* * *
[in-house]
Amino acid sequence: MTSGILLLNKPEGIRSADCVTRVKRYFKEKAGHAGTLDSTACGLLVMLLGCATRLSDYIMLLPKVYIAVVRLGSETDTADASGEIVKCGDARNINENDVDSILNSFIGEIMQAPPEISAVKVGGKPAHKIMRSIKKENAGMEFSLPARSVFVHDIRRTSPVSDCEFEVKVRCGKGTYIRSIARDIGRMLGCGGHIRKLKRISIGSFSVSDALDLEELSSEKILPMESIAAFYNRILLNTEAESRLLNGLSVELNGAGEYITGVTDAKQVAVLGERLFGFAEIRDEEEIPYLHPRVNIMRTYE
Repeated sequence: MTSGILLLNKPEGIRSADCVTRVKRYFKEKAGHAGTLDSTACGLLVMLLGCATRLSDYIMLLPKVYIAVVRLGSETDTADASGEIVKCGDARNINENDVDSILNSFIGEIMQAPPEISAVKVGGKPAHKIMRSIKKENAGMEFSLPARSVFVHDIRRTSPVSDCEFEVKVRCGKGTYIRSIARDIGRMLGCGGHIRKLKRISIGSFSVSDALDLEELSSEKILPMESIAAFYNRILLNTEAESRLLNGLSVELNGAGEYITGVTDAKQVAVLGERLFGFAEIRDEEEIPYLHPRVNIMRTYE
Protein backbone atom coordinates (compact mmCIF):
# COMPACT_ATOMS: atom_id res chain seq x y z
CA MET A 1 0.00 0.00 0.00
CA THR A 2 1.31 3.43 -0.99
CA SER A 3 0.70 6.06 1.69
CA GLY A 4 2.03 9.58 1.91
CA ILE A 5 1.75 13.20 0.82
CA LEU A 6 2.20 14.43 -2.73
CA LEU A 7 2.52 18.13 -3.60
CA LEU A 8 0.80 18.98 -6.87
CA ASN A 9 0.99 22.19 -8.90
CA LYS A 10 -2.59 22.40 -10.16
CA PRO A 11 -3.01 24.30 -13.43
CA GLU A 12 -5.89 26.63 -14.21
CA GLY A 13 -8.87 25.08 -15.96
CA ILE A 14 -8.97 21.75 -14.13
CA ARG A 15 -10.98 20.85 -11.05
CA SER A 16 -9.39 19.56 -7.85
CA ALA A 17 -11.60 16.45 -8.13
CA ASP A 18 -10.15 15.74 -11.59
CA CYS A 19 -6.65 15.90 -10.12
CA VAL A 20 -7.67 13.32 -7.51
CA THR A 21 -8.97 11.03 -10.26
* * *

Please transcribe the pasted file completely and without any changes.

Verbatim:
[in-house]
Amino acid sequence: MTSGILLLNKPEGIRSADCVTRVKRYFKEKAGHAGTLDSTACGLLVMLLGCATRLSDYIMLLPKVYIAVVRLGSETDTADASGEIVKCGDARNINENDVDSILNSFIGEIMQAPPEISAVKVGGKPAHKIMRSIKKENAGMEFSLPARSVFVHDIRRTSPVSDCEFEVKVRCGKGTYIRSIARDIGRMLGCGGHIRKLKRISIGSFSVSDALDLEELSSEKILPMESIAAFYNRILLNTEAESRLLNGLSVELNGAGEYITGVTDAKQVAVLGERLFGFAEIRDEEEIPYLHPRVNIMRTYE
Repeated sequence: MTSGILLLNKPEGIRSADCVTRVKRYFKEKAGHAGTLDSTACGLLVMLLGCATRLSDYIMLLPKVYIAVVRLGSETDTADASGEIVKCGDARNINENDVDSILNSFIGEIMQAPPEISAVKVGGKPAHKIMRSIKKENAGMEFSLPARSVFVHDIRRTSPVSDCEFEVKVRCGKGTYIRSIARDIGRMLGCGGHIRKLKRISIGSFSVSDALDLEELSSEKILPMESIAAFYNRILLNTEAESRLLNGLSVELNGAGEYITGVTDAKQVAVLGERLFGFAEIRDEEEIPYLHPRVNIMRTYE
Protein backbone atom coordinates (compact mmCIF):
# COMPACT_ATOMS: atom_id res chain seq x y z
CA MET A 1 0.00 0.00 0.00
CA THR A 2 1.31 3.43 -0.99
CA SER A 3 0.70 6.06 1.69
CA GLY A 4 2.03 9.58 1.91
CA ILE A 5 1.75 13.20 0.82
CA LEU A 6 2.20 14.43 -2.73
CA LEU A 7 2.52 18.13 -3.60
CA LEU A 8 0.80 18.98 -6.87
CA ASN A 9 0.99 22.19 -8.90
CA LYS A 10 -2.59 22.40 -10.16
CA PRO A 11 -3.01 24.30 -13.43
CA GLU A 12 -5.89 26.63 -14.21
CA GLY A 13 -8.87 25.08 -15.96
CA ILE A 14 -8.97 21.75 -14.13
CA ARG A 15 -10.98 20.85 -11.05
CA SER A 16 -9.39 19.56 -7.85
CA ALA A 17 -11.60 16.45 -8.13
CA ASP A 18 -10.15 15.74 -11.59
CA CYS A 19 -6.65 15.90 -10.12
CA VAL A 20 -7.67 13.32 -7.51
CA THR A 21 -8.97 11.03 -10.26